|Publication number||US4287571 A|
|Application number||US 06/074,272|
|Publication date||Sep 1, 1981|
|Filing date||Sep 11, 1979|
|Priority date||Sep 11, 1979|
|Also published as||DE3071662D1, EP0025130A2, EP0025130A3, EP0025130B1|
|Publication number||06074272, 074272, US 4287571 A, US 4287571A, US-A-4287571, US4287571 A, US4287571A|
|Inventors||Satya N. Chakravarti, John A. Hiltebeitel|
|Original Assignee||International Business Machines Corporation|
|Export Citation||BiBTeX, EndNote, RefMan|
|Patent Citations (13), Non-Patent Citations (1), Referenced by (43), Classifications (23)|
|External Links: USPTO, USPTO Assignment, Espacenet|
1. Technical Field
This invention relates to integrated semiconductor circuits and more particularly to transistor arrays which may be used in read only memories having high cell densities.
2. Background Art
Integrated semiconductor circuits, particularly transistor arrays and memories having single transistor cells each of which represents a binary digit of information, as in read only memories (ROM), have achieved high device or cell densities.
In commonly assigned U.S. Pat. No. 4,021,789 filed by Anatol Furman, Howard L. Kalter and Johann W. Nagel on Sept. 29, 1975, there is disclosed a transistor array wherein the transistors are defined by parallelly arranged polysilicon lines and parallelly arranged isolation mediums to provide a high density of field effect transistors.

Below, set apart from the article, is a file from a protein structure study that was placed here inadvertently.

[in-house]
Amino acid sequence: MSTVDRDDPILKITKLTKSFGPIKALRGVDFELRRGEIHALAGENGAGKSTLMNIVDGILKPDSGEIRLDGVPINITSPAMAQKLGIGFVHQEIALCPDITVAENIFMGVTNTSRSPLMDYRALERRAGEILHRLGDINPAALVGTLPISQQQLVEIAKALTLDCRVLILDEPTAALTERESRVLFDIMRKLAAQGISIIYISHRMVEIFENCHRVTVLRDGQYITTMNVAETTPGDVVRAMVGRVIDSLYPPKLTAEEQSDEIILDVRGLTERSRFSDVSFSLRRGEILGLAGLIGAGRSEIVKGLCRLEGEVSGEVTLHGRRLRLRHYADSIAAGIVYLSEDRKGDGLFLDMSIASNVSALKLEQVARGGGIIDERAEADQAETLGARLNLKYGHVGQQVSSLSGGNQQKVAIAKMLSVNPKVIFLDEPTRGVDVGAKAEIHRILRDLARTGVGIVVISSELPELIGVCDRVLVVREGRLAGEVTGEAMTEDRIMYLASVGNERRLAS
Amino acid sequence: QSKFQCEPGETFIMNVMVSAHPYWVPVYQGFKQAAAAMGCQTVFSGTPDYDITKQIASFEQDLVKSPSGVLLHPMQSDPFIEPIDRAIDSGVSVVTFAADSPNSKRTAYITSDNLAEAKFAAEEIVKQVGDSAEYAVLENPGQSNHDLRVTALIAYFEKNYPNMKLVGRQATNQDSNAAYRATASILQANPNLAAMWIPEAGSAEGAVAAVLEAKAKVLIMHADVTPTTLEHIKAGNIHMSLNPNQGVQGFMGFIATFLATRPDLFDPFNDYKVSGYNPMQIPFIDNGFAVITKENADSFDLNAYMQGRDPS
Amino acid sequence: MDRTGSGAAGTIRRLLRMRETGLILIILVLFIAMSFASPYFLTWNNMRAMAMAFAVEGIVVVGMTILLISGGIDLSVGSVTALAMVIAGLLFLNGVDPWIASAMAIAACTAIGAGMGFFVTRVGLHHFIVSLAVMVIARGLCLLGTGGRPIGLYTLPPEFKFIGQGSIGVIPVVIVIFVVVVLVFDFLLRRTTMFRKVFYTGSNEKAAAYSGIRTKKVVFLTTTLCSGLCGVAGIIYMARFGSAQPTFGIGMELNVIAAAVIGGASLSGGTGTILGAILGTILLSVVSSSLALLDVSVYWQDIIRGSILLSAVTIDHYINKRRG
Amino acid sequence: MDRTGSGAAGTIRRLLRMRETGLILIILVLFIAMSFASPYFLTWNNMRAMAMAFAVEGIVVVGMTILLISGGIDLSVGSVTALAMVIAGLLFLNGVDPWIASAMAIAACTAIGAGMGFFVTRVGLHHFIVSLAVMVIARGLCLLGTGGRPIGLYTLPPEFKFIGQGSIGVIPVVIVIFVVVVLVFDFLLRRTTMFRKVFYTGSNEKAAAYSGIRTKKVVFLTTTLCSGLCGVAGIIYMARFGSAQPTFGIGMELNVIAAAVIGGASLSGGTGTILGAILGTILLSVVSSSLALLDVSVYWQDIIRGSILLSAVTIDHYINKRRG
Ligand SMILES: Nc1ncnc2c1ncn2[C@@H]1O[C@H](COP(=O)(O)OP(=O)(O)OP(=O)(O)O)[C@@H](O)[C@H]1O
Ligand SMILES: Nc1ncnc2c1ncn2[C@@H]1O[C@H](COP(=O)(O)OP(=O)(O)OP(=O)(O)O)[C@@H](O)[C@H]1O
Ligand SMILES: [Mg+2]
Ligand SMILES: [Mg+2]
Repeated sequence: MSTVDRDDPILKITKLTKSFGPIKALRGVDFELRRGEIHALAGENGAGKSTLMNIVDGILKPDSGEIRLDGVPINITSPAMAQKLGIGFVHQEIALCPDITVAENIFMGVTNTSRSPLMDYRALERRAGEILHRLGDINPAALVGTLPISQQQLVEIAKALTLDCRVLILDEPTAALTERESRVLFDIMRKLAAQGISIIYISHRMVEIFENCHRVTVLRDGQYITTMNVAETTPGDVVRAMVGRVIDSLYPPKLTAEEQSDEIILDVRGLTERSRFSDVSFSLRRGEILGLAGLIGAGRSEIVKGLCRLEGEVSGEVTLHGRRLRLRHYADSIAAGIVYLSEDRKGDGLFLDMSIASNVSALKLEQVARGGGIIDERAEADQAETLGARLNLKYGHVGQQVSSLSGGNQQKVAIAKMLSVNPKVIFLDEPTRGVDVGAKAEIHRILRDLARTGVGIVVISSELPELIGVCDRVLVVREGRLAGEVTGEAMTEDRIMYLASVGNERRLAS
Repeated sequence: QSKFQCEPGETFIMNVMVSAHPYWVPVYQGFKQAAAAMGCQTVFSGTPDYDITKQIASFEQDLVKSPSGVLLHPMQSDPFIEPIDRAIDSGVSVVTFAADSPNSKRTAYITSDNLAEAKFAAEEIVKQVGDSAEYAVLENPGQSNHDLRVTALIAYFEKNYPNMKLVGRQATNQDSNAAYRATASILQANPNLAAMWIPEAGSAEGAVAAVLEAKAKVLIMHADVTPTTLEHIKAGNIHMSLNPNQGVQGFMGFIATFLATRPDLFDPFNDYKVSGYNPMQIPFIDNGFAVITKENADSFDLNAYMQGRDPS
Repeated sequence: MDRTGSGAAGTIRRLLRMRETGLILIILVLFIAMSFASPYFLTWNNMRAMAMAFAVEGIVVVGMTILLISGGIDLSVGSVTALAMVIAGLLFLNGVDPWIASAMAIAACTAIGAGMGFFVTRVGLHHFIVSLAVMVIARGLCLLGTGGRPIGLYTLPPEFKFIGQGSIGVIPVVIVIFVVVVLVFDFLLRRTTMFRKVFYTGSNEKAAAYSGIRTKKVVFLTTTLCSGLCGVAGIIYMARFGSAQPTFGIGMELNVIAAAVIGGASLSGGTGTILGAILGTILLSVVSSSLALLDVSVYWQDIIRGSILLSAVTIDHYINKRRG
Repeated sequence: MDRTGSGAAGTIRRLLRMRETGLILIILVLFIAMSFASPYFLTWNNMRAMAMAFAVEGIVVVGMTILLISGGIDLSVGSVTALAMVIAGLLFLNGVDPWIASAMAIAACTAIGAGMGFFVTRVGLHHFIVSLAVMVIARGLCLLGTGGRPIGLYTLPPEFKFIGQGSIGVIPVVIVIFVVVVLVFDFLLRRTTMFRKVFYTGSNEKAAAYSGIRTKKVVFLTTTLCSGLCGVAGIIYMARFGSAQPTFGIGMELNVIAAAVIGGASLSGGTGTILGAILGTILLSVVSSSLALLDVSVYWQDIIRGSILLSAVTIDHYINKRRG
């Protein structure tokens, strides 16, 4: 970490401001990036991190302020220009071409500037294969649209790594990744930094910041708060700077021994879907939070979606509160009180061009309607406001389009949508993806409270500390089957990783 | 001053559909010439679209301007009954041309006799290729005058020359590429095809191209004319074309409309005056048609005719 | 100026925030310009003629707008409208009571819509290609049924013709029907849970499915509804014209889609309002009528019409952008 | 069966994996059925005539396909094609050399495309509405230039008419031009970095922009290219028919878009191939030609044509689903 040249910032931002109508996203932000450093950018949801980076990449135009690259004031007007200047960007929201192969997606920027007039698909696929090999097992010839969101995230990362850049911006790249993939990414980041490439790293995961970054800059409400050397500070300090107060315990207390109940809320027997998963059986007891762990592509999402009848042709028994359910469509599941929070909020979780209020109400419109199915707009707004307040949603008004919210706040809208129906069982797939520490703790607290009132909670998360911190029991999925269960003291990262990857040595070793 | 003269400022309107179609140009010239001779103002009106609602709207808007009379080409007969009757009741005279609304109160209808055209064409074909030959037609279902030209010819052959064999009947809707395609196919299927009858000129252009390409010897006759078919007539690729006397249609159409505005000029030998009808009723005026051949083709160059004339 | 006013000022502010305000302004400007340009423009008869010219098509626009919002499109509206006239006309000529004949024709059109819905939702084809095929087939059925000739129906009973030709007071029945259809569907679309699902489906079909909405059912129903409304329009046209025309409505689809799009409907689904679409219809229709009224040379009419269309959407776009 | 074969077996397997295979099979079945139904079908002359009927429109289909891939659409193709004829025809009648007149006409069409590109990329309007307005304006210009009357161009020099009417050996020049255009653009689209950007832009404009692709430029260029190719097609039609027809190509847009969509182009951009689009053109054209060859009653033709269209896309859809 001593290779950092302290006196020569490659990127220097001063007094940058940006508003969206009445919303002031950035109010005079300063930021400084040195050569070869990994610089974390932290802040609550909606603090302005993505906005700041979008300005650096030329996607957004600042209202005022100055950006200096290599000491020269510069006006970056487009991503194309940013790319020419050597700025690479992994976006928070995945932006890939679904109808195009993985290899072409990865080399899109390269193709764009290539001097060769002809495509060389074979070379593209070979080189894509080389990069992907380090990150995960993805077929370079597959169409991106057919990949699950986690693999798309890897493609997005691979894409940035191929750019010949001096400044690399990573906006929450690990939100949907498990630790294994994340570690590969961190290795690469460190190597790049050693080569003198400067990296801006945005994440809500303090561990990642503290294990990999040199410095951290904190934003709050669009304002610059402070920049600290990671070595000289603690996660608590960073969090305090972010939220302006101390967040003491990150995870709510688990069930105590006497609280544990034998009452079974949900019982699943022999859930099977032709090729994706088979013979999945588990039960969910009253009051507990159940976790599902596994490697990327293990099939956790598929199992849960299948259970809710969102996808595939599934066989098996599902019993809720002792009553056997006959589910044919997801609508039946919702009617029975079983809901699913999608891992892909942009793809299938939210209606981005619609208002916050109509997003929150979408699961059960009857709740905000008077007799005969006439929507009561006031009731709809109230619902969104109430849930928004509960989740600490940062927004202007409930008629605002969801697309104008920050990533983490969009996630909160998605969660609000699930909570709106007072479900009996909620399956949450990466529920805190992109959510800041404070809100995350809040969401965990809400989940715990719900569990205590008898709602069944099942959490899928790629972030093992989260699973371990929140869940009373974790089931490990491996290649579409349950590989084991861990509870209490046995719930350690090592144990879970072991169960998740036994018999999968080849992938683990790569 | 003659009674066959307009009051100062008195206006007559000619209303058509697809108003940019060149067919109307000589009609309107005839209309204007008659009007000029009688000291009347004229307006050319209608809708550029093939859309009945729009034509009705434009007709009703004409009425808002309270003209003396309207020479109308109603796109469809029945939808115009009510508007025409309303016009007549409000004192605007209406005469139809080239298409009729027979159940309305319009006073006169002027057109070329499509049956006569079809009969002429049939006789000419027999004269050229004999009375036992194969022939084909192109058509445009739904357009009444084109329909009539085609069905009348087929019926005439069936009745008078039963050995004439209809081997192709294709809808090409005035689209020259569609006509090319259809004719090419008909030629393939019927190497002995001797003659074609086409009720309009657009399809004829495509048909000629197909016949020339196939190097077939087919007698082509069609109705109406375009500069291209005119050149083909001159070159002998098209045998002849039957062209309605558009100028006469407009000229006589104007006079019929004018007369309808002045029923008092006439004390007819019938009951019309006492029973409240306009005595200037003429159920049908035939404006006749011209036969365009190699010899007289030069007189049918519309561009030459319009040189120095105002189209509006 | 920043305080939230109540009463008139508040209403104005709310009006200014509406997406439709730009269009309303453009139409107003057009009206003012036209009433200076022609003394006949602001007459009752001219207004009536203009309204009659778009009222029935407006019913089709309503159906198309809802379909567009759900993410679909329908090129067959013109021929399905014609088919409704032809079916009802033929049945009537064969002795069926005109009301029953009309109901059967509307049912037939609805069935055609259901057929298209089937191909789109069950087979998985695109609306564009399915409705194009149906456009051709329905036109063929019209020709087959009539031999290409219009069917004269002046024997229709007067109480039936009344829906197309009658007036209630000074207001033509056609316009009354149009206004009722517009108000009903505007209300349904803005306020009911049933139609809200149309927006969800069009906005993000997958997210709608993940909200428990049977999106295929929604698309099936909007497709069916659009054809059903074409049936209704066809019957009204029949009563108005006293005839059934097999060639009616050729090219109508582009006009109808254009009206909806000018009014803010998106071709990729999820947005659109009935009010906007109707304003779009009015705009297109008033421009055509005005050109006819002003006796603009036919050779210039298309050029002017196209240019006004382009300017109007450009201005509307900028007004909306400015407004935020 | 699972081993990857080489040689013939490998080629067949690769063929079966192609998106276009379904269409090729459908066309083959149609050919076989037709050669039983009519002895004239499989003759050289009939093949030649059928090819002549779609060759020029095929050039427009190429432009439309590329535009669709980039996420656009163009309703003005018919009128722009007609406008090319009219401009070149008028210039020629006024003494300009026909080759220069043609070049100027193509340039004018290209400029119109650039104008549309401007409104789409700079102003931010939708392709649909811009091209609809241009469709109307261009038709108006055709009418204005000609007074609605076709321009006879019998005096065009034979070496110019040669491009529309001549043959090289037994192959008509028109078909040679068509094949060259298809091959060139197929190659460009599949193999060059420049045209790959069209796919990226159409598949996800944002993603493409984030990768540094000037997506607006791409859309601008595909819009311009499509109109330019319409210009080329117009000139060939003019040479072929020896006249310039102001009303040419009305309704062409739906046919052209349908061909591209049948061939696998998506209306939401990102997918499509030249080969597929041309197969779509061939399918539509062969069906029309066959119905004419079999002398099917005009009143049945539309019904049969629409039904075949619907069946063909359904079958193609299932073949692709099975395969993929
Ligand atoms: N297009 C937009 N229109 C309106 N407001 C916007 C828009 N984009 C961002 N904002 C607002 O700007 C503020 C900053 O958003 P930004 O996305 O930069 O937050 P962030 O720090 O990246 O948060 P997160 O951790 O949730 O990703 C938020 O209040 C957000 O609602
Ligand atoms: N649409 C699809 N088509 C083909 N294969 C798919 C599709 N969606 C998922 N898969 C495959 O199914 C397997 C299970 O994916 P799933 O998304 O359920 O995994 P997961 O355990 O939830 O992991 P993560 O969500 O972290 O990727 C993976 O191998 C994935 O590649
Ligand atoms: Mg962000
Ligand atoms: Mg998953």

U.S. Pat. No. 4,031,524, filed Oct. 17, 1975, teaches a read only memory wherein cells are programmed with a pattern of operative and inoperative transistors by growing thin and thick gate oxides or dielectric layers, respectively, or by implantation of appropriate ions in selected gate channels so as to render these transistors inoperative. The operative transistors represent one digit of binary information, whereas the inoperative transistors represent the other digit of binary information.
U.S. Pat. No. 4,059,826, filed Dec. 29, 1975, discloses a read only memory wherein selected transistors forming the memory cells storing one digit of information are programmed by an ion implant step which produces in these transistors a threshold voltage of about zero to permanently turn on these transistors. The other digit of binary information is represented by transistors which do not have this ion implant and, therefore, have a higher threshold voltage.
U.S. Pat. No. 3,706,976, filed Nov. 5, 1972, describes a three dimensional selection technique for reading a variable threshold memory wherein a particular cell in an array is selected by applying three different voltages to the desired cell.
In U.S. Pat. No. 3,728,696, filed Dec. 23, 1971, there is disclosed a read only memory utilizing horizontally arranged word lines wherein a particular cell is selected by decoding word, sense and ground lines.
The article "Here Come the Big, New 64-K ROMs," in Electronics, Mar. 30, 1978, pp. 94-99, discloses a read only memory which requires only a one-half contact per cell since each cell shares a contact with another cell.
Commonly assigned U.S. Pat. No. 3,851,317, filed by R. A. Kenyon on May 4, 1973, discloses a memory having an array of non-volatile, variable threshold storage devices wherein a single sense amplifier is used to read each of two adjacent devices connected to a common point.